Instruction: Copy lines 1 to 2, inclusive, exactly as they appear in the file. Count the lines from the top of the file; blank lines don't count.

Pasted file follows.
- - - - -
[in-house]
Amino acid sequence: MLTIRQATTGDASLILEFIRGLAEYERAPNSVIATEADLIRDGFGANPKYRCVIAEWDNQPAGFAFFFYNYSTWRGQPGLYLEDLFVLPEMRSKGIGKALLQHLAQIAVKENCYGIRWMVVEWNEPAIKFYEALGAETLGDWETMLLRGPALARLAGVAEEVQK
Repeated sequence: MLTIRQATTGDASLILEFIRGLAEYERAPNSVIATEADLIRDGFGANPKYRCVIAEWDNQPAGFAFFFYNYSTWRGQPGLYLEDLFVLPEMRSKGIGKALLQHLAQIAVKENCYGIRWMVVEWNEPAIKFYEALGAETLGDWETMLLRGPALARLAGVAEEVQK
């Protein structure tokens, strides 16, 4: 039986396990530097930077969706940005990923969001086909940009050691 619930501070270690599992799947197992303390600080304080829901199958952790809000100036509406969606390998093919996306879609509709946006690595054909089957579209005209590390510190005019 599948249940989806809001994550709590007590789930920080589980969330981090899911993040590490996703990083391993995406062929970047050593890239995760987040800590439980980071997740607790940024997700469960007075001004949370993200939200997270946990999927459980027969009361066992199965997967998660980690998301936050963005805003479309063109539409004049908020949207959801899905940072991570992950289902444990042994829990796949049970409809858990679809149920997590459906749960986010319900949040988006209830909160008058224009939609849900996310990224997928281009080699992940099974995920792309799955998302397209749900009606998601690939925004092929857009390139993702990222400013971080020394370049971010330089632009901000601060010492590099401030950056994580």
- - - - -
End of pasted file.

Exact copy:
[in-house]
Amino acid sequence: MLTIRQATTGDASLILEFIRGLAEYERAPNSVIATEADLIRDGFGANPKYRCVIAEWDNQPAGFAFFFYNYSTWRGQPGLYLEDLFVLPEMRSKGIGKALLQHLAQIAVKENCYGIRWMVVEWNEPAIKFYEALGAETLGDWETMLLRGPALARLAGVAEEVQK